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  • Mike Weisgram

Session 2023 – Legislative Report Week #7

With two weeks left in this year’s session, much has been accomplished. House and Senate members voted on the remaining legislation to usher them out of their house (House of Representatives or Senate) and into the other body. As we operate on a defined timeline to move legislation through both houses of the legislative branch, “Crossover Day” is a milestone

. By the end of the day, indications of where the House of Representatives were positioned on tax cuts and spending priorities became clearer.

As strong revenue from sales tax collections continues, House members voted overwhelmingly (66-3) to pass HB 1137 which would lower the general sales tax from 4.5% to 4.2%. This was passed in favor of two other tax cut proposals – the proposed repeal of the grocery tax (HB 1075) and the $300 property tax refund initiative (HB 1043). The arguments for cutting taxes in general are many, but it boils down to the numbers. It is apparent to our House appropriations committee that the State has more money than it needs to fund government. Personally, you should know that I voted in favor of HB 1137. However, I do have a nagging thought in the back of my mind that some of the revenue we are not going to collect could be invested into existing programs. At this time, spending priorities by House members will be determined and negotiations with the Senate will happen soon. Senate members and their appropriations committee have their own priorities and there will be interesting and meaningful negotiations. I view it like a tennis game, passing HB 1137 was the first volley in the match between the spending priorities of the Senate and the House. It’s really exciting to see the direction and culmination of a budget that will be balanced to fund government sufficiently and provide tax relief for South Dakotans.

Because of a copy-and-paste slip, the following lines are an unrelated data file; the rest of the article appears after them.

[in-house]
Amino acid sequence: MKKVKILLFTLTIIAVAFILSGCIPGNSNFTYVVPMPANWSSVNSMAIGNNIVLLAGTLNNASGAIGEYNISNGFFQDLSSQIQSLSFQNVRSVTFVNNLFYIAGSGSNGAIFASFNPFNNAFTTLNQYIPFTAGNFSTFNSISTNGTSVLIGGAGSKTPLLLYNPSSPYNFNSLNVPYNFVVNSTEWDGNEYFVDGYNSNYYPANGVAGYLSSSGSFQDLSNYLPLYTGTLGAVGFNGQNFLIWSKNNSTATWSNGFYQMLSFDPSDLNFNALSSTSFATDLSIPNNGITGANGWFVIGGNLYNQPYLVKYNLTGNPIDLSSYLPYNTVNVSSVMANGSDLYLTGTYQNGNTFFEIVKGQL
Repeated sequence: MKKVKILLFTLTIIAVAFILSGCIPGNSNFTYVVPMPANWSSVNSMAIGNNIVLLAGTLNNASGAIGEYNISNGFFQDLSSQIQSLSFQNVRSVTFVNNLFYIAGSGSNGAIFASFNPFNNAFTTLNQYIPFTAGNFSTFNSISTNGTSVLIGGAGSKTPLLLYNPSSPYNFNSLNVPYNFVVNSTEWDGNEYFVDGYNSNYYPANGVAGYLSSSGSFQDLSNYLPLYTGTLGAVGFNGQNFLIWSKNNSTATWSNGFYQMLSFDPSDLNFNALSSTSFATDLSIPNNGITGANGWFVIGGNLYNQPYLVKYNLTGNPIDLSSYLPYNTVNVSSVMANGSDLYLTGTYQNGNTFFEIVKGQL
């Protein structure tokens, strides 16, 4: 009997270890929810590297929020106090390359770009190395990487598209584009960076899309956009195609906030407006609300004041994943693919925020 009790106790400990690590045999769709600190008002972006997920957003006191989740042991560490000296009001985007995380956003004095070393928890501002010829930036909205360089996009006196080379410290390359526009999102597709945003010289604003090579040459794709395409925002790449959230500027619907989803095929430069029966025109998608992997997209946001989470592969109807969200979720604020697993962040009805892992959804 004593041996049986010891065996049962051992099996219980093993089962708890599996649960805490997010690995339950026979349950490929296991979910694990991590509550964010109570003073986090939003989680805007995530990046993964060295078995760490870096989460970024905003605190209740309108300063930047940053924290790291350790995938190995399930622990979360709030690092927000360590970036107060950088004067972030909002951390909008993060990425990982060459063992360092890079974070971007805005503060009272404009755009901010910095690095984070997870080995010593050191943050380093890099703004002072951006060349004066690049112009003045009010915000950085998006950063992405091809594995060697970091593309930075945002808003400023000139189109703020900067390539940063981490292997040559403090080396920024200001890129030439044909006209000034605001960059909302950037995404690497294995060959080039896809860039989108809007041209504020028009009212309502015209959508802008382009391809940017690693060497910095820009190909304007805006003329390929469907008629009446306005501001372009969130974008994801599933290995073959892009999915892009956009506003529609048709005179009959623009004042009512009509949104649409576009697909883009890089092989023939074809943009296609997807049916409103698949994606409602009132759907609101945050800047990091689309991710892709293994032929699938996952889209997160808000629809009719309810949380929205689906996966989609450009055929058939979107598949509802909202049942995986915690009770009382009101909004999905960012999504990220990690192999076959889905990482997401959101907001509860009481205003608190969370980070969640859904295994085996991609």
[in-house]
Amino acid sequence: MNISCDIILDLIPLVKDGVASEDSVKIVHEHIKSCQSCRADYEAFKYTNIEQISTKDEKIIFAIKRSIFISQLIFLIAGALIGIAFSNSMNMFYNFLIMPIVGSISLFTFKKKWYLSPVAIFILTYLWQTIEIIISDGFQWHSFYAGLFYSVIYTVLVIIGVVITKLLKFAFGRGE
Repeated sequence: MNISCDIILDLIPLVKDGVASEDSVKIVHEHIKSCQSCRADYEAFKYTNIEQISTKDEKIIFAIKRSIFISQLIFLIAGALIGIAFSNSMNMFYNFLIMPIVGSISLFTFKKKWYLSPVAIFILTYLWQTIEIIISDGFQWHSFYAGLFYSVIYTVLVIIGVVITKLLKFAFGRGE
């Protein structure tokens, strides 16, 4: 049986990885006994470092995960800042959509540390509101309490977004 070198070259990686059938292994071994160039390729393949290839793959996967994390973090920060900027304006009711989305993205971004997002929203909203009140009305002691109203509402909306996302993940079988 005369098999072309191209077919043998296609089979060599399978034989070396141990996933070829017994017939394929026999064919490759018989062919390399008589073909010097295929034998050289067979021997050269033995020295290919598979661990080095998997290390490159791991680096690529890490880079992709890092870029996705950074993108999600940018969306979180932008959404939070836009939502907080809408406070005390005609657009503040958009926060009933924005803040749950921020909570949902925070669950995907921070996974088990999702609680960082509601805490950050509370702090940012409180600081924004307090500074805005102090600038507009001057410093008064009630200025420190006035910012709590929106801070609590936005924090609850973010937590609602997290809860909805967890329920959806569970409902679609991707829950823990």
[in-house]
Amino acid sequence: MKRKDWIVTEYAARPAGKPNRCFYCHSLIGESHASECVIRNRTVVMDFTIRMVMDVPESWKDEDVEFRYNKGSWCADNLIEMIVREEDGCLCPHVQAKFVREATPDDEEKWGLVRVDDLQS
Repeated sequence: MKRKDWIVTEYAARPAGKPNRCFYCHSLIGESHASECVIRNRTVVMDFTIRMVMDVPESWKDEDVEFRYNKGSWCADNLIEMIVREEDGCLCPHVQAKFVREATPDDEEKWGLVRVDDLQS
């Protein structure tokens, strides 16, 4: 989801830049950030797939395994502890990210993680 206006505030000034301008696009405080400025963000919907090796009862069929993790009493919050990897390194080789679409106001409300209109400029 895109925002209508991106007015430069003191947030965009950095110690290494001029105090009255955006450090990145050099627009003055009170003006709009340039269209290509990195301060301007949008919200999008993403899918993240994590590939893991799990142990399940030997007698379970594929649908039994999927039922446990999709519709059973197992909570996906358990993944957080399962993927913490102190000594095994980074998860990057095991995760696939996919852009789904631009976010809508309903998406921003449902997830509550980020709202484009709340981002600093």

Last week I mentioned HB 1217 and that I was receiving a fair amount of mail about it. The legislation modified the requirements for the eligibility to vote by absentee ballot and it came to a full House vote on Tuesday (and Wednesday). The legislation detailed that voters could only qualify for voting absentee, if the voter expected to be out of the county, state, or the United States on the day of any election. Or if illness, a disability, observance of a religious holiday, school attendance or employment conflicted with voting in person on an election day. Along with other restrictions, it cut down the time frame for absentee voting to begin from the existing 45 days to 30 days. I think the supporters of the legislation yearned for a time when voting day was more traditional, revered, and respected as an event that displayed enthusiasm and patriotism. Detractors of HB 1217 mentioned that absentee voting has become very convenient and fit the lifestyles of busy families. One constituent mentioned that he “should not be made to give a reason to vote absentee” and liked the current system. When the vote tallies were displayed on Tuesday afternoon, the vote was tied 35-35. We don’t see that very often! The bill sponsor moved to “reconsider” the vote and the next vote happened the following day (on Wednesday). This time the vote was 30 yea-39 nea, and the bill was defeated. I did not support the bill.

Thank you for the opportunity to represent District 24 and please don’t hesitate to contact me.

– mw

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